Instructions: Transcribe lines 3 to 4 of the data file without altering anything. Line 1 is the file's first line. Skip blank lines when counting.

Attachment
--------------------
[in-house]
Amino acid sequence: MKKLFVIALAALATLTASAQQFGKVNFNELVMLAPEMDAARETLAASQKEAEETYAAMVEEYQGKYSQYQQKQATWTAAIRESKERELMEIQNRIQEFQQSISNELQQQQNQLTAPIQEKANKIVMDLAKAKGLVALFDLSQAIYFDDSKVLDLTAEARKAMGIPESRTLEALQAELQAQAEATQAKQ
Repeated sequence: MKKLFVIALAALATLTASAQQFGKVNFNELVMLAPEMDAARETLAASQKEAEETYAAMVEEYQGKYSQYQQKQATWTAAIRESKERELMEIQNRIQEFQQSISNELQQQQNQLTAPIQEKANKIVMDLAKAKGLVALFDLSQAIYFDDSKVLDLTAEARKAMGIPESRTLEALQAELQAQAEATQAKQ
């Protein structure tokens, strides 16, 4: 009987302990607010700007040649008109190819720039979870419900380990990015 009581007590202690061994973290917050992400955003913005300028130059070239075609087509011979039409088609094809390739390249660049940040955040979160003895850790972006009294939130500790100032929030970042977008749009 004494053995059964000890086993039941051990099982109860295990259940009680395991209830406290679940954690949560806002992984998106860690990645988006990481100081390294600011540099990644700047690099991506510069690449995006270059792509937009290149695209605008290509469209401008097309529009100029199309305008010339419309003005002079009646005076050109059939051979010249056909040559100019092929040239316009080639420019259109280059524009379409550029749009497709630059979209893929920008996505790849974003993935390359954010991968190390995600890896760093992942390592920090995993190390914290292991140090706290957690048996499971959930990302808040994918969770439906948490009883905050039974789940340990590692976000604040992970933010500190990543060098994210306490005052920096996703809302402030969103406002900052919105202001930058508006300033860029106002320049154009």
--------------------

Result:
Repeated sequence: MKKLFVIALAALATLTASAQQFGKVNFNELVMLAPEMDAARETLAASQKEAEETYAAMVEEYQGKYSQYQQKQATWTAAIRESKERELMEIQNRIQEFQQSISNELQQQQNQLTAPIQEKANKIVMDLAKAKGLVALFDLSQAIYFDDSKVLDLTAEARKAMGIPESRTLEALQAELQAQAEATQAKQ
């Protein structure tokens, strides 16, 4: 009987302990607010700007040649008109190819720039979870419900380990990015 009581007590202690061994973290917050992400955003913005300028130059070239075609087509011979039409088609094809390739390249660049940040955040979160003895850790972006009294939130500790100032929030970042977008749009 004494053995059964000890086993039941051990099982109860295990259940009680395991209830406290679940954690949560806002992984998106860690990645988006990481100081390294600011540099990644700047690099991506510069690449995006270059792509937009290149695209605008290509469209401008097309529009100029199309305008010339419309003005002079009646005076050109059939051979010249056909040559100019092929040239316009080639420019259109280059524009379409550029749009497709630059979209893929920008996505790849974003993935390359954010991968190390995600890896760093992942390592920090995993190390914290292991140090706290957690048996499971959930990302808040994918969770439906948490009883905050039974789940340990590692976000604040992970933010500190990543060098994210306490005052920096996703809302402030969103406002900052919105202001930058508006300033860029106002320049154009």